This should be a challenge. It’s not going to be easy. You should stretch yourselves and your wallet.

I would encourage you to set a goal to get ready. Our goal is to see if we can come up with at least $500 worth of savings during our no spend month. It would be amazing if we could save $1000 but since we already have a pretty snug budget, I’m not sure that we can cut things that much. We will have to see if we can!

 

So, who’s with me? Are you ready to tackle a no spend challenge? Leave a comment if you are up for the challenge!

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7 Comments

  1. I would love to try it! There is of course, license plates, taxes and insurance due this month. How do you do gas and milk, etc. like that? Can’t imagine that we do without eggs, milk, etc.

    1. Hi, Kathy. As I explained in the post, I’ve cut our grocery budget down from $260 to $60 to continue buying milk, eggs and a bit of produce. Gas is considered one of our bills, so we’re paying it as normal but are cutting all unnecessary trips and combining errands whenever possible. So, really, we are spending money but are attempting to cut anything and everything extra that we can! Does that help? You can always include those fees that are coming due this month, like we are doing with our tax appointment, too.

      1. Thanks Kristen. I thought that NO money was going out. I don’t think I could do that. There are always gas, electric, phone, those kind of bills. Thanks for clearing things up!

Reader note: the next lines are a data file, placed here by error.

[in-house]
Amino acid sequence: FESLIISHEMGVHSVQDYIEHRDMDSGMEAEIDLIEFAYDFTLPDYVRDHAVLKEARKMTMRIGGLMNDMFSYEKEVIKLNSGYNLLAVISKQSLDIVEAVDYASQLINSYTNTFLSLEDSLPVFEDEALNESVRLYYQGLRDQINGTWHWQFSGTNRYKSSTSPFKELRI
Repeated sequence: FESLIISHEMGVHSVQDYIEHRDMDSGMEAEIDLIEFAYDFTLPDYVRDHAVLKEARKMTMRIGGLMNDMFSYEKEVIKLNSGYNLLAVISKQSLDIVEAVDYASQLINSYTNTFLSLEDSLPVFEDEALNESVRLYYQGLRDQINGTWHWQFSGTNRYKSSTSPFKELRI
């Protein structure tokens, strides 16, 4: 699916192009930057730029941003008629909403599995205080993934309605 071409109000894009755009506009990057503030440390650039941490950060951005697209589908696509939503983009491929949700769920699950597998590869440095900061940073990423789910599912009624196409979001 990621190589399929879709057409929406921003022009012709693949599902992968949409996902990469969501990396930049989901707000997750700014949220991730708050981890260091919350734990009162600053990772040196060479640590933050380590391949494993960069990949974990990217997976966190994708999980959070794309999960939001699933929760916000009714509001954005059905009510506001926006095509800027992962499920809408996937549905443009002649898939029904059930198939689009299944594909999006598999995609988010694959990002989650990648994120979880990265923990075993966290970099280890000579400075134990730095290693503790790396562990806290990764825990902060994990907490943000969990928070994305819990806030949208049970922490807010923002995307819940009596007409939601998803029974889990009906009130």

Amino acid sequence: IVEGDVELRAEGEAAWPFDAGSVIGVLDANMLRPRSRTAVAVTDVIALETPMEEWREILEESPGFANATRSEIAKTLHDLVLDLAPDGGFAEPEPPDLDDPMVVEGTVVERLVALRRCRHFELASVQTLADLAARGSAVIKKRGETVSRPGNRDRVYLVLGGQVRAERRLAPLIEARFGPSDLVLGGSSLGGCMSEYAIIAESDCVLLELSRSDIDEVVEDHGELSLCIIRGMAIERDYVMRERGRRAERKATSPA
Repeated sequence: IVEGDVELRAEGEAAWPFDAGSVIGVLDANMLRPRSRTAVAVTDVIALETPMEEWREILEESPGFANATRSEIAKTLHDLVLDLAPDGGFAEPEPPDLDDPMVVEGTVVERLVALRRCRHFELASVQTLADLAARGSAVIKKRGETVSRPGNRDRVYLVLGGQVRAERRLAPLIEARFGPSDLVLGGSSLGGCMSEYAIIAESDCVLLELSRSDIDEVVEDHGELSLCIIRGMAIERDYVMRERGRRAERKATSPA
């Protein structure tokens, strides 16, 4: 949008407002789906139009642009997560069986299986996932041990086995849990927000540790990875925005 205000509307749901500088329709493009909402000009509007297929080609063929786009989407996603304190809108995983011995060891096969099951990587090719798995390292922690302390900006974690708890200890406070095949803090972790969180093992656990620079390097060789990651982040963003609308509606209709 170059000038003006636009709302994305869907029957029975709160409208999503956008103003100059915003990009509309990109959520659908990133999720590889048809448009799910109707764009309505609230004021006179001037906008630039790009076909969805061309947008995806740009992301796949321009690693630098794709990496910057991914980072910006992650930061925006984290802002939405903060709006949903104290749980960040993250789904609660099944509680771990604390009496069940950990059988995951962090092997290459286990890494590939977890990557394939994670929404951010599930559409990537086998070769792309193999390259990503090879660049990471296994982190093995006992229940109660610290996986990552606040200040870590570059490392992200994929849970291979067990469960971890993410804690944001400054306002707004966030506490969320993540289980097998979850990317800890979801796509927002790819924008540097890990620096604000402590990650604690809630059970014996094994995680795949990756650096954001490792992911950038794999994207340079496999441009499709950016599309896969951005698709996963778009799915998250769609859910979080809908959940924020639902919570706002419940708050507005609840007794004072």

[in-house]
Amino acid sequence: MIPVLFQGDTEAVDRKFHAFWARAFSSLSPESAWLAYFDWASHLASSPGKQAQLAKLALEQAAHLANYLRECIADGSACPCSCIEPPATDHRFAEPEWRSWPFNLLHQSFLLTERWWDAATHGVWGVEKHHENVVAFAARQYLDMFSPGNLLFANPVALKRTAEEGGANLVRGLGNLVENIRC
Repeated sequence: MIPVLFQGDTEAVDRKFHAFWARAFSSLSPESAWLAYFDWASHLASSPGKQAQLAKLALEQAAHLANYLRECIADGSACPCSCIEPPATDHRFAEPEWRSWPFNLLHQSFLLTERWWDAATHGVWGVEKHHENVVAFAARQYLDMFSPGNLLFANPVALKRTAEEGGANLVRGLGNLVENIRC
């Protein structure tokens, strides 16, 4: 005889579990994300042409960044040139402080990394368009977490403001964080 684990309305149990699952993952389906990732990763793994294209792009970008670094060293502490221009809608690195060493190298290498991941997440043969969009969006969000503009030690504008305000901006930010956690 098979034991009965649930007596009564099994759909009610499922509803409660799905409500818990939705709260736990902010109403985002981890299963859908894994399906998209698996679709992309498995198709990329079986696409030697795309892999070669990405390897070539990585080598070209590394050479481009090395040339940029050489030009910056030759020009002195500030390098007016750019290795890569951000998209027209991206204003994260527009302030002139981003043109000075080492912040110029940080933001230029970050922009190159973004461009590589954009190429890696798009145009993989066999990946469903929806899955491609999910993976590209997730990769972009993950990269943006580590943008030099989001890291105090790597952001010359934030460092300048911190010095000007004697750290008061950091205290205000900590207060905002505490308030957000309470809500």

2. Love this idea. However I also don’t think my husband would be on board. I like that someone else frugal pays to have their taxes done. My husband has trust land in his name that nets no money for us, but has to be included in our taxes. Yuck! I stay out of it for various reasons. Other than it costs us extra money for the form to file it and it has to be filed. We have his uncle’s office do our taxes costs us way less than places like H&R block. I think it’s $63 dollars well spent for piece of mind.

    1. We’ll see how it goes, Jackie. It took a bit of convincing for my husband, too. And yes! I used to file my own taxes but due to the fact that we’re Lutheran church workers, the IRS classifies us as self-employed ministers of religion so there are lots of hoops to jump through. We pay about $160 but the refund always makes up for it. And I’m with you. It is totally worth the peace of mind!

  3. I would LOVE to do a no-spend month with you. We’ve been examining our finances and think that, with a little luck, we’ll be able to pay off our mortgage by the end of the year. I can see how a no-spend month (or two) would help out with that goal. Unfortunately, my husband isn’t a fan of a no-spend month, so I’ll be following along in a sort of sneaky-ninja way! I think it’s good thing though that he prefers to not be so vocally restrictive. Otherwise I’d totally end up a crazy frugal bag lady that was a secret billionaire 🙂 Can’t wait to see how your February goes. Make sure to plan a few inexpensive events for yourself so that you don’t get burnout (bubble bath by candlelight?!)

    1. Way to go, Janeen! That is absolutely amazing! We’ve never attempted a no-spend month and my husband isn’t nuts about the idea, but he’s willing to give it a try with me. I look forward to hearing about your sneaky-savings! 🙂 The things we do for our families! And I can’t wait to celebrate with you when your mortgage is paid off!